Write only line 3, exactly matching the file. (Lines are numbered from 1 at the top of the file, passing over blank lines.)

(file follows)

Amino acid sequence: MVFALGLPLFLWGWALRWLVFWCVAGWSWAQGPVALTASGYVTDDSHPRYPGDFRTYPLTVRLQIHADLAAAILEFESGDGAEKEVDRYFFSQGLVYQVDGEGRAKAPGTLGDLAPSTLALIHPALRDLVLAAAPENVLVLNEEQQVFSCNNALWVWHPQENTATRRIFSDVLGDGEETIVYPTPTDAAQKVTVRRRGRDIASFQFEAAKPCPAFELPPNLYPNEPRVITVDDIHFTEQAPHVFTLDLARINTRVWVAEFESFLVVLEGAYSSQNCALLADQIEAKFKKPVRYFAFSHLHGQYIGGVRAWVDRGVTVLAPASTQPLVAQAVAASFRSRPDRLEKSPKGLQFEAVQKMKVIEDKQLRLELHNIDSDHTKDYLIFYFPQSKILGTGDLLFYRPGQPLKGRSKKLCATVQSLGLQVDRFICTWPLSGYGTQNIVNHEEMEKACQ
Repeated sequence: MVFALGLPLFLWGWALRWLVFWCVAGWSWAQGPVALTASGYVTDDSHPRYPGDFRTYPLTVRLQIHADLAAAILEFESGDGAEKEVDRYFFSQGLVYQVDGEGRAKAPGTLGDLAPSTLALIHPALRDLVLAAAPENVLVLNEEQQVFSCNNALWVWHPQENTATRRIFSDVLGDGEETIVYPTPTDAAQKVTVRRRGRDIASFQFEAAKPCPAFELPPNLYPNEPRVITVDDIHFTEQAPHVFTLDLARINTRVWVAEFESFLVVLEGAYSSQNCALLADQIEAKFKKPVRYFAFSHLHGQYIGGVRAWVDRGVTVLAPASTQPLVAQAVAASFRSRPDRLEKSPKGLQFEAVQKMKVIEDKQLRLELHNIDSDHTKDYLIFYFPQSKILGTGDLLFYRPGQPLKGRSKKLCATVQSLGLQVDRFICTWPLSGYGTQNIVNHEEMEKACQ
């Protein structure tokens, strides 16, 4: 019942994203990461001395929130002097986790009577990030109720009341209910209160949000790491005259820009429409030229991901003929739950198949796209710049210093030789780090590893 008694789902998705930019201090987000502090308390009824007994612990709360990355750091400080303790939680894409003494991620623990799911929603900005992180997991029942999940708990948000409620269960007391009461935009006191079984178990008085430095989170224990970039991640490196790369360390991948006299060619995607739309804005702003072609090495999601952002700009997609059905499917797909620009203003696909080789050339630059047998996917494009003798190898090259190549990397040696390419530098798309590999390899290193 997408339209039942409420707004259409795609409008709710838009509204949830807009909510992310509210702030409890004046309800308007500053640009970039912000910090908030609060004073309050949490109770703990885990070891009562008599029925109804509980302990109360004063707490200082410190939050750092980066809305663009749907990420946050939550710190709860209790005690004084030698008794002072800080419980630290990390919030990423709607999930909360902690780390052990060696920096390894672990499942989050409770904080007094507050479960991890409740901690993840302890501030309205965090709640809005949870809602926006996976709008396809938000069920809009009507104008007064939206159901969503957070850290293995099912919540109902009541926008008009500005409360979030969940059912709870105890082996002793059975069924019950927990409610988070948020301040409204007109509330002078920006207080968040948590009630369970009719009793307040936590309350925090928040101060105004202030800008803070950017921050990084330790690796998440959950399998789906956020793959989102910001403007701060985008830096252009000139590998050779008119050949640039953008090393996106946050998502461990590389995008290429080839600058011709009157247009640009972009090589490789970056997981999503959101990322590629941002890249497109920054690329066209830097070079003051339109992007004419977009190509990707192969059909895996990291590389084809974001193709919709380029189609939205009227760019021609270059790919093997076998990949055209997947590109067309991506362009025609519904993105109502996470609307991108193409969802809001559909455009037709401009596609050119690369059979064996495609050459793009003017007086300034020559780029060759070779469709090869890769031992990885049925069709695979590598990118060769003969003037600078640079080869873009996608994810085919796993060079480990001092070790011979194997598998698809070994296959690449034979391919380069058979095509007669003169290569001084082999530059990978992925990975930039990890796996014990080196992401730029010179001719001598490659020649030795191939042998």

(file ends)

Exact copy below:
């Protein structure tokens, strides 16, 4: 019942994203990461001395929130002097986790009577990030109720009341209910209160949000790491005259820009429409030229991901003929739950198949796209710049210093030789780090590893 008694789902998705930019201090987000502090308390009824007994612990709360990355750091400080303790939680894409003494991620623990799911929603900005992180997991029942999940708990948000409620269960007391009461935009006191079984178990008085430095989170224990970039991640490196790369360390991948006299060619995607739309804005702003072609090495999601952002700009997609059905499917797909620009203003696909080789050339630059047998996917494009003798190898090259190549990397040696390419530098798309590999390899290193 997408339209039942409420707004259409795609409008709710838009509204949830807009909510992310509210702030409890004046309800308007500053640009970039912000910090908030609060004073309050949490109770703990885990070891009562008599029925109804509980302990109360004063707490200082410190939050750092980066809305663009749907990420946050939550710190709860209790005690004084030698008794002072800080419980630290990390919030990423709607999930909360902690780390052990060696920096390894672990499942989050409770904080007094507050479960991890409740901690993840302890501030309205965090709640809005949870809602926006996976709008396809938000069920809009009507104008007064939206159901969503957070850290293995099912919540109902009541926008008009500005409360979030969940059912709870105890082996002793059975069924019950927990409610988070948020301040409204007109509330002078920006207080968040948590009630369970009719009793307040936590309350925090928040101060105004202030800008803070950017921050990084330790690796998440959950399998789906956020793959989102910001403007701060985008830096252009000139590998050779008119050949640039953008090393996106946050998502461990590389995008290429080839600058011709009157247009640009972009090589490789970056997981999503959101990322590629941002890249497109920054690329066209830097070079003051339109992007004419977009190509990707192969059909895996990291590389084809974001193709919709380029189609939205009227760019021609270059790919093997076998990949055209997947590109067309991506362009025609519904993105109502996470609307991108193409969802809001559909455009037709401009596609050119690369059979064996495609050459793009003017007086300034020559780029060759070779469709090869890769031992990885049925069709695979590598990118060769003969003037600078640079080869873009996608994810085919796993060079480990001092070790011979194997598998698809070994296959690449034979391919380069058979095509007669003169290569001084082999530059990978992925990975930039990890796996014990080196992401730029010179001719001598490659020649030795191939042998």